Inspired by the villages of the Tigres-Euphrates Marsh Arabs and following consultation with ourselves on structural viability, Adam Khan Architects entered this competition for a new visitor centre for Brockholes with a design that would float. The idea appealed to the judges as it brought visitors right down to lake level, ideal for viewing bird and wildlife, whereas more conventional buildings would have to be on higher ground above the river Ribble flood plain level.
The shallow lake was deepened to allow sufficient underwater volume for buoyancy, and to allow workboat access. We developed a single, simple 65m x 42m floating structural pontoon to support a series of buildings and linked courtyards. The pontoon is a reinforced concrete shell built around polystyrene blocks; it was built in a dry dock on a cavity drain membrane to ensure that it would float evenly when water was let back in. The pontoon is held in place by four steel posts, providing strong anchorage despite the relatively weak rock under the lake bed.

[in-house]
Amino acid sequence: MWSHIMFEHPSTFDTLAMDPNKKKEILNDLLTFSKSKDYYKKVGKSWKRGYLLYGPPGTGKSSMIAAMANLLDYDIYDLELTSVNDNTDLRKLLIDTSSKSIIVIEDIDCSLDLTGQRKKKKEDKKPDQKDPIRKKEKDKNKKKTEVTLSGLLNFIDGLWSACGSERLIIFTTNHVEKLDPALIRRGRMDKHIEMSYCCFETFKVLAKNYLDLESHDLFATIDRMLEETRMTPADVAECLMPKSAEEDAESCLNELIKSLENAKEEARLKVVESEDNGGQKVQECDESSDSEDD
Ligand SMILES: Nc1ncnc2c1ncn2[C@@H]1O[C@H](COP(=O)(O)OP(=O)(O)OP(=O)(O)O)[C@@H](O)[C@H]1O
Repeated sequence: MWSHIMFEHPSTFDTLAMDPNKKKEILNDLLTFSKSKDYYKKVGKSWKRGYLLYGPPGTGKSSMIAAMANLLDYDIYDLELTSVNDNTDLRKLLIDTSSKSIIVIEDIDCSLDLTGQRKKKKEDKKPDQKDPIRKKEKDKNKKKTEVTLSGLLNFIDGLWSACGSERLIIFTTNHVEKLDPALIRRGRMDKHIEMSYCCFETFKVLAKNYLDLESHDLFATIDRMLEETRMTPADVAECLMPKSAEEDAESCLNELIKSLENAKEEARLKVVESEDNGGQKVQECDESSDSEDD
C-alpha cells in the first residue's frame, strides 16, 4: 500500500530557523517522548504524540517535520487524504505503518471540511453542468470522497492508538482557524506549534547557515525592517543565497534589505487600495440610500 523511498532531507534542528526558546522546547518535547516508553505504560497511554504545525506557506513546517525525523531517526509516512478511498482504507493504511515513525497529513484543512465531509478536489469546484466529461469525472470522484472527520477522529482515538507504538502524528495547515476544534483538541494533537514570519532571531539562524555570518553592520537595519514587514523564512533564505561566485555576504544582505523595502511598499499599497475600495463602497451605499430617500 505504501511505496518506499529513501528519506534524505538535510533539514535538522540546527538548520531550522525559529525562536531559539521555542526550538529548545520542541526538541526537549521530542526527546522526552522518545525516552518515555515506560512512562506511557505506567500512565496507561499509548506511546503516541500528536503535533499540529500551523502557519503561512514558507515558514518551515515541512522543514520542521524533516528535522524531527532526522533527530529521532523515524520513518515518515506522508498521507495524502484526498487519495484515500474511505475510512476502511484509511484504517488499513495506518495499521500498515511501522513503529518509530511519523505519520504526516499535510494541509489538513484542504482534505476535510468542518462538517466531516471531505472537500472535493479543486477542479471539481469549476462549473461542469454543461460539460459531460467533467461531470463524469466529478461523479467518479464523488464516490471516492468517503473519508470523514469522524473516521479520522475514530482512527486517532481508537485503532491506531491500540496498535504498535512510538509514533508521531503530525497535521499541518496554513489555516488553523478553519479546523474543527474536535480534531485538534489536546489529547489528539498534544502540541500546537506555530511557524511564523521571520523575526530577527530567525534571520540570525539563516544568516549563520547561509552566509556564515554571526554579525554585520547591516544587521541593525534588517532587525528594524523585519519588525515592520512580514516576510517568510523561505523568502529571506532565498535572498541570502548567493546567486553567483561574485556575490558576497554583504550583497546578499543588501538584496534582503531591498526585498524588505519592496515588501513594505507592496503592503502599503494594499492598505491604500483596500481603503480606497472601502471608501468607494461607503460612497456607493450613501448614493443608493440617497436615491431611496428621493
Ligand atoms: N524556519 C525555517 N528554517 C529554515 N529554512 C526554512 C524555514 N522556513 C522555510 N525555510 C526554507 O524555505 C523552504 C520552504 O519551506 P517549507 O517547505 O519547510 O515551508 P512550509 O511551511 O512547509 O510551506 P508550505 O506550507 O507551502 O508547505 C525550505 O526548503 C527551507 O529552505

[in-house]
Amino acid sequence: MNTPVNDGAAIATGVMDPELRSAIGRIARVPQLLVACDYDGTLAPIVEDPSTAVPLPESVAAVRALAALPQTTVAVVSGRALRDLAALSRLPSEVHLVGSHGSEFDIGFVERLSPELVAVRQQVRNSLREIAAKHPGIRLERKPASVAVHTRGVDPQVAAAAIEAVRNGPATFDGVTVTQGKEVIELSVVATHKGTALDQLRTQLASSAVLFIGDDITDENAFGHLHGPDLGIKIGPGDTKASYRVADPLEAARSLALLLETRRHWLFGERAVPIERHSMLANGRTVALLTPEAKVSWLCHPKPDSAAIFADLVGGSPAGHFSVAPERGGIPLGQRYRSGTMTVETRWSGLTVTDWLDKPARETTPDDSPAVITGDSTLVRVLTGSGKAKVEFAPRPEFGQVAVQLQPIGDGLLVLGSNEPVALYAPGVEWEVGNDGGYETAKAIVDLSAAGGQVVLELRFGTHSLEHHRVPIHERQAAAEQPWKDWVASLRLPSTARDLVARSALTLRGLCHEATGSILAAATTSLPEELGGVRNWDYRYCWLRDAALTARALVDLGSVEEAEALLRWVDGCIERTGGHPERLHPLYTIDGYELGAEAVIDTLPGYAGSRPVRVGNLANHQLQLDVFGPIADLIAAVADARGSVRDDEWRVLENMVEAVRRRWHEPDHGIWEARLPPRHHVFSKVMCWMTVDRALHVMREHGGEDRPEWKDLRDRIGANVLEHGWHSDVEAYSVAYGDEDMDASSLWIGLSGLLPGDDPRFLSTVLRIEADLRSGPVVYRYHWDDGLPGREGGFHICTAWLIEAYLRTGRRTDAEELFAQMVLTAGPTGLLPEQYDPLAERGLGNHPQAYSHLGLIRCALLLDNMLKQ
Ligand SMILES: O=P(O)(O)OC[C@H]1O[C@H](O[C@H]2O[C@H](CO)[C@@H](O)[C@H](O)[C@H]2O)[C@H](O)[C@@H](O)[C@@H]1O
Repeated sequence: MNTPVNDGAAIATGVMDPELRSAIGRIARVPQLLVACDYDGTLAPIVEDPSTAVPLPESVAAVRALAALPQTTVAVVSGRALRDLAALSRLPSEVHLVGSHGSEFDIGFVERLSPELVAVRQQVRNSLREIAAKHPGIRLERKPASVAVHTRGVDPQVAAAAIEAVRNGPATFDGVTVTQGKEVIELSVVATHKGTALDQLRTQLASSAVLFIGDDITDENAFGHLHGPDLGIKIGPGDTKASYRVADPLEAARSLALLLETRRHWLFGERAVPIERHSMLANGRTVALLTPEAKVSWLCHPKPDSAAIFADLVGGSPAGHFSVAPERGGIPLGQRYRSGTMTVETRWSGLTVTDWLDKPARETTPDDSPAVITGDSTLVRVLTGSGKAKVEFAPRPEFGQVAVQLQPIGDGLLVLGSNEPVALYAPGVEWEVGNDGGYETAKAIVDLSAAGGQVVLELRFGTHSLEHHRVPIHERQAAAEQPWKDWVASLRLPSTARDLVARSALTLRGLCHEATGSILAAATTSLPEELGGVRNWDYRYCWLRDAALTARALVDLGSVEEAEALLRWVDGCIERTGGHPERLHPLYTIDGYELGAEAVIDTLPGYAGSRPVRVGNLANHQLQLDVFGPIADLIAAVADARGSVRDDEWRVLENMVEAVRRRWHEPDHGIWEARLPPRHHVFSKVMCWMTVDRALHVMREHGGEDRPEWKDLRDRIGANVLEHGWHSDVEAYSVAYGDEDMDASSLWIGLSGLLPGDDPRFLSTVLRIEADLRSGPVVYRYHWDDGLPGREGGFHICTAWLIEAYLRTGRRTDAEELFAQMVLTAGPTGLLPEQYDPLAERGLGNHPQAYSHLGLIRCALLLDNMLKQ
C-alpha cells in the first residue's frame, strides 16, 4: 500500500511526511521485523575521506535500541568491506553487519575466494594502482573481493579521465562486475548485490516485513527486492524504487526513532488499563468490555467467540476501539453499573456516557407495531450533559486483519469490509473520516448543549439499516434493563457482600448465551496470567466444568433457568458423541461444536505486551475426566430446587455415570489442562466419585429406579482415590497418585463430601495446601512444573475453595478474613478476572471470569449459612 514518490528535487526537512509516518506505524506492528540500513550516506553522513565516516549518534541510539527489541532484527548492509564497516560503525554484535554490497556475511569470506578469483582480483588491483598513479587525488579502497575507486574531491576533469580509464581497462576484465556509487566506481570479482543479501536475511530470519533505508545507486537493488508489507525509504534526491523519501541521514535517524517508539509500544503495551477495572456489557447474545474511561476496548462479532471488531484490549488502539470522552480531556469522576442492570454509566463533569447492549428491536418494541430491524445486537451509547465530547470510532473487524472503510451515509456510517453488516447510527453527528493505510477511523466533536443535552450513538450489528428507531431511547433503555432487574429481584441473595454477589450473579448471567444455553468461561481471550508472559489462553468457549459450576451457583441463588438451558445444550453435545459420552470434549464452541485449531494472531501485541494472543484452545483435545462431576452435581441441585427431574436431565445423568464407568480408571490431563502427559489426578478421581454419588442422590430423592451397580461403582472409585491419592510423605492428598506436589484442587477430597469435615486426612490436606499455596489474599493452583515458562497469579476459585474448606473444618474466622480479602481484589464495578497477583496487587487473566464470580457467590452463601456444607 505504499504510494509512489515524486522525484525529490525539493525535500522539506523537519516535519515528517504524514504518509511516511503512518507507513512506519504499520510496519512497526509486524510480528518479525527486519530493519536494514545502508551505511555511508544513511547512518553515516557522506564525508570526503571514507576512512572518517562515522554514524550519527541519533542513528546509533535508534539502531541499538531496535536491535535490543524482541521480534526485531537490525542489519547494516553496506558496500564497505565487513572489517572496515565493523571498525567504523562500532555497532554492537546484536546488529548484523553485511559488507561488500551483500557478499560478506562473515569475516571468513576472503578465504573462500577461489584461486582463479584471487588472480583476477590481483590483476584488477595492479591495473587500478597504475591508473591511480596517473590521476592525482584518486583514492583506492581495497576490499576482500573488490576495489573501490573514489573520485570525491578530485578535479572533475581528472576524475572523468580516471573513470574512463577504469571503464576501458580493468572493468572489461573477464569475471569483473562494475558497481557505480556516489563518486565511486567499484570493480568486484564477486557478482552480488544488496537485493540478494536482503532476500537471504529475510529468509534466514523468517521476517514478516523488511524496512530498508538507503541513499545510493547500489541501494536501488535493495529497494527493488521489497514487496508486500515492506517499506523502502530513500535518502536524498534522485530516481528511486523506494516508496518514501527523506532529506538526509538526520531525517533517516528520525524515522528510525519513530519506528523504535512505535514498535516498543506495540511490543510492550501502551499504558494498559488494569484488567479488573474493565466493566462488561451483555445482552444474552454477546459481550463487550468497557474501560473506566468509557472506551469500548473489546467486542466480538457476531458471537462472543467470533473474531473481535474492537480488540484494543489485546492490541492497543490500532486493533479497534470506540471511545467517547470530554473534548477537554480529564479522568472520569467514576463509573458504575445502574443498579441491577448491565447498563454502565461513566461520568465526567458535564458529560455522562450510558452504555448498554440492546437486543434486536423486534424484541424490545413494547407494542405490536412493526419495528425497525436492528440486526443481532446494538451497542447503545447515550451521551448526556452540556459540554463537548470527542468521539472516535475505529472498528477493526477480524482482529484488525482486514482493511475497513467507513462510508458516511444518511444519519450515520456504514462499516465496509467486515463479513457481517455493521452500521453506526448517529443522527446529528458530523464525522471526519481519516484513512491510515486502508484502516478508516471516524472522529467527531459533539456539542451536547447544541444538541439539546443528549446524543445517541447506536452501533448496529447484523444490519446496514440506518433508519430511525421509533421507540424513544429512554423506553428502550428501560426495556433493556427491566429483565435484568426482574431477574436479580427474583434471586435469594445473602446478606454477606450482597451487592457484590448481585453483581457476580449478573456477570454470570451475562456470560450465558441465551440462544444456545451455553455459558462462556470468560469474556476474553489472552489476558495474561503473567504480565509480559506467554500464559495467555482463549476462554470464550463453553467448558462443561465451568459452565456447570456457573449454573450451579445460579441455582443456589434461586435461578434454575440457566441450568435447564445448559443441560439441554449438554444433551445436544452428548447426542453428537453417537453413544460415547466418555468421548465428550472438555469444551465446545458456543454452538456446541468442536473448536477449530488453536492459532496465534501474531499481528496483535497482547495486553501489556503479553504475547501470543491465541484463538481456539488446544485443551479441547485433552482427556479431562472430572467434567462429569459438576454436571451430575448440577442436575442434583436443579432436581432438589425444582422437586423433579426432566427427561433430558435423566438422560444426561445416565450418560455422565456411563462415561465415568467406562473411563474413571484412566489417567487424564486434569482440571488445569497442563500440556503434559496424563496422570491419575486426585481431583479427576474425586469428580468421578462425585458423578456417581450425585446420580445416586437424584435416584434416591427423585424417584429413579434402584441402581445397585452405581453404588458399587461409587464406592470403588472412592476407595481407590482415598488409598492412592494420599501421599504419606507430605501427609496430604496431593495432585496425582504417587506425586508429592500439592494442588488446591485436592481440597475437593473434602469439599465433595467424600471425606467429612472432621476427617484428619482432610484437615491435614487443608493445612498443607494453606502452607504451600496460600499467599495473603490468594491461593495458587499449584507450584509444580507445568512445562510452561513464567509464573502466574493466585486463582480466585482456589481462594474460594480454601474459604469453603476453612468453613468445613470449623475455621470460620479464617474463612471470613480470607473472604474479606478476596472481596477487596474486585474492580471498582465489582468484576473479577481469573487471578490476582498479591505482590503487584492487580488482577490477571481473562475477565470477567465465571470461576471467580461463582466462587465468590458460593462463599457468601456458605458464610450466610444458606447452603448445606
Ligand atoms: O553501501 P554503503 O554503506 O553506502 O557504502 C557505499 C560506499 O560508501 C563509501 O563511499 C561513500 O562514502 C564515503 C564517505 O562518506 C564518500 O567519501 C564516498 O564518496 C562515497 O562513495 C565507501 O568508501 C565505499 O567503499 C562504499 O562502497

The buildings on the pontoon are glulam portal frames supporting Structural Insulated Panels (SIPs), giving generous ceiling heights in public spaces such as the restaurant and education centre. The SIPs contribute to a high level of insulation, along with sprayed recycled newspaper insulation which improves air tightness and provides low-cost, sustainable acoustic damping.
The building is BREEAM Outstanding accredited.